“Wile E” coyotes tough to hunt
The State Journal-Register
The coyote is called “the trickster” in Native American folklore. The legendary animal is portrayed as intelligent, evasive and clever enough to survive anywhere.
The real-life coyote is really no different. There is a wild coyote population in every state except Hawaii. “The trickster” can live in all climates, in rural areas, suburbia and in big cities. Coyotes run the streets of Los Angeles at night, raiding Dumpsters and garbage cans.
There are probably coyotes living in Springfield right now. Out in the wild country, one of our prairie “tricksters” would have the hapless Looney Tunes character Wile E. Coyote for breakfast and then enjoy a roadrunner dessert.
Coyote hunting is becoming so popular that new lines of equipment, firearms and ammunition have been developed especially for those who want to hunt predators. Here, it’s an opportunity for people to try their hand at long-range shooting with center fire rifles as long as it’s on private land, with the landowner’s permission. On public land, such as Jim Edgar Panther Creek, there are firearm restrictions, and the hunter should check with each individual site office for site-specific regulations before hunting.
There aren’t many restrictions involving coyote hunting, but if you have questions, don’t take your buddy’s word for it. Page 28 of the Illinois Hunting and Trapping Digest will tell you what’s legal and what isn’t. Save yourself a potential problem with a conservation police officer and know the rules before you go afield.
Because they are prolific, have no natural enemies and prey on fawns, upland species, small pets and livestock, coyotes are the only wild animal in Illinois that can be hunted year-round. From now until midnight Feb. 15, coyotes can be hunted 24/7. After Feb. 15, hunting hours are from a half-hour before sunrise to a half-hour after sunset.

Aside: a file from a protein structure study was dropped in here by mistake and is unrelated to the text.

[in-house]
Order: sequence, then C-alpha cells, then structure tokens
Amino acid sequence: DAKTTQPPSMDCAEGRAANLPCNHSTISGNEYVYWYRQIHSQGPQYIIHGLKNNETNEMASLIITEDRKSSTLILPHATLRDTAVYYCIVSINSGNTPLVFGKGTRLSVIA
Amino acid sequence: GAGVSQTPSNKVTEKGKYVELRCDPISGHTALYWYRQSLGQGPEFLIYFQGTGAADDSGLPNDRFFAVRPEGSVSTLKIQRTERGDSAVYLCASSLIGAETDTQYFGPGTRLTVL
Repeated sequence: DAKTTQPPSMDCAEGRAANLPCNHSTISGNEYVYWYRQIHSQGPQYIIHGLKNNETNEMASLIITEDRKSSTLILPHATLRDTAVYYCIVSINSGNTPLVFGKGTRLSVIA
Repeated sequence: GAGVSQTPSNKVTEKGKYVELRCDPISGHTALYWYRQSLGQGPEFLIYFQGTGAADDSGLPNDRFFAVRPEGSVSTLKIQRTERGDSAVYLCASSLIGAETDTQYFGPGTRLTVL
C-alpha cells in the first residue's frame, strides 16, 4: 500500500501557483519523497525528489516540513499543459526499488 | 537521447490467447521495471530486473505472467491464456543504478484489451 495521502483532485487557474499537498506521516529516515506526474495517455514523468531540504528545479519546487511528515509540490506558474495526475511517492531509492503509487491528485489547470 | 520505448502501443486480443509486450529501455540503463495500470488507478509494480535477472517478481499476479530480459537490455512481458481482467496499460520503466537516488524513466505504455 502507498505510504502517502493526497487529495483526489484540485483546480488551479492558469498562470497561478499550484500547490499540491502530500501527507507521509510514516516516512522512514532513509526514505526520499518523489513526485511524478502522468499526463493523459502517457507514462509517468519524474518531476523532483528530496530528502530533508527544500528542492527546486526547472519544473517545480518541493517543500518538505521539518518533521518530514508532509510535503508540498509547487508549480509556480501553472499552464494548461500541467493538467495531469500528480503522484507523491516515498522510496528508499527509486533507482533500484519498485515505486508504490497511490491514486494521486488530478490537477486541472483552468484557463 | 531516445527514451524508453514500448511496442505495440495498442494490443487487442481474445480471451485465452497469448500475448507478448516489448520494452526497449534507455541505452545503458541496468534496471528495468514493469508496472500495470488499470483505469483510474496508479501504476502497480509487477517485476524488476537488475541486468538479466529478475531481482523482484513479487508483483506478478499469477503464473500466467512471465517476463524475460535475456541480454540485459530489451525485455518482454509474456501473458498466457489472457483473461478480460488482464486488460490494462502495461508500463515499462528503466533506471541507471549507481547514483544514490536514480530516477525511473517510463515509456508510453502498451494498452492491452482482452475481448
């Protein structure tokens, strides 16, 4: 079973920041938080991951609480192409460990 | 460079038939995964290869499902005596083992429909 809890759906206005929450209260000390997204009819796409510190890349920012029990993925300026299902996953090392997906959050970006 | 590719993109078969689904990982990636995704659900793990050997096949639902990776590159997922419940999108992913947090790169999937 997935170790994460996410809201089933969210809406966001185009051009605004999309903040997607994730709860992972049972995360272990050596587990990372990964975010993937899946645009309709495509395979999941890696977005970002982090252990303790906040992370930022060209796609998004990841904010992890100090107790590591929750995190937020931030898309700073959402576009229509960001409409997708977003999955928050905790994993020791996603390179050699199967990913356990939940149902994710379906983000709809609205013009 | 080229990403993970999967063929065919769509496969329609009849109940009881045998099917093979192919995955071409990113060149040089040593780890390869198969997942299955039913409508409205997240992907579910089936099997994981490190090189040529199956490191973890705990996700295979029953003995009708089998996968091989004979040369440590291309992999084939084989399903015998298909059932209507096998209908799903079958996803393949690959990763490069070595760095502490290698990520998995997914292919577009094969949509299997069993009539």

Coyotes have a highly developed sense of smell, keen eyesight and good hearing. Tricking the “trickster” into showing himself requires a well thought-out game plan that includes concealment and a line of sight to several possible avenues of approach. Coyotes are wary. If one catches a glimpse, or a whiff, of something out of the ordinary, you’ll never see him.
Coyotes will respond to electronic or mouth calls that imitate small animals or fawns in distress. Your calling sequence should last three or four minutes.
Before you start, make sure you are well hidden, keep your movement to a minimum and use the wind to your advantage. A coyote may come in fast, or slink in testing the wind with each step. Experienced hunters say if he doesn’t respond to a call within 15 minutes he probably won’t. Move a quarter to half a mile, and repeat the calling sequence.
The “trickster” is a fast learner, especially when he’s already had a close encounter with a hunter. Hunting him isn’t easy. If it was, there would be no need for an open season.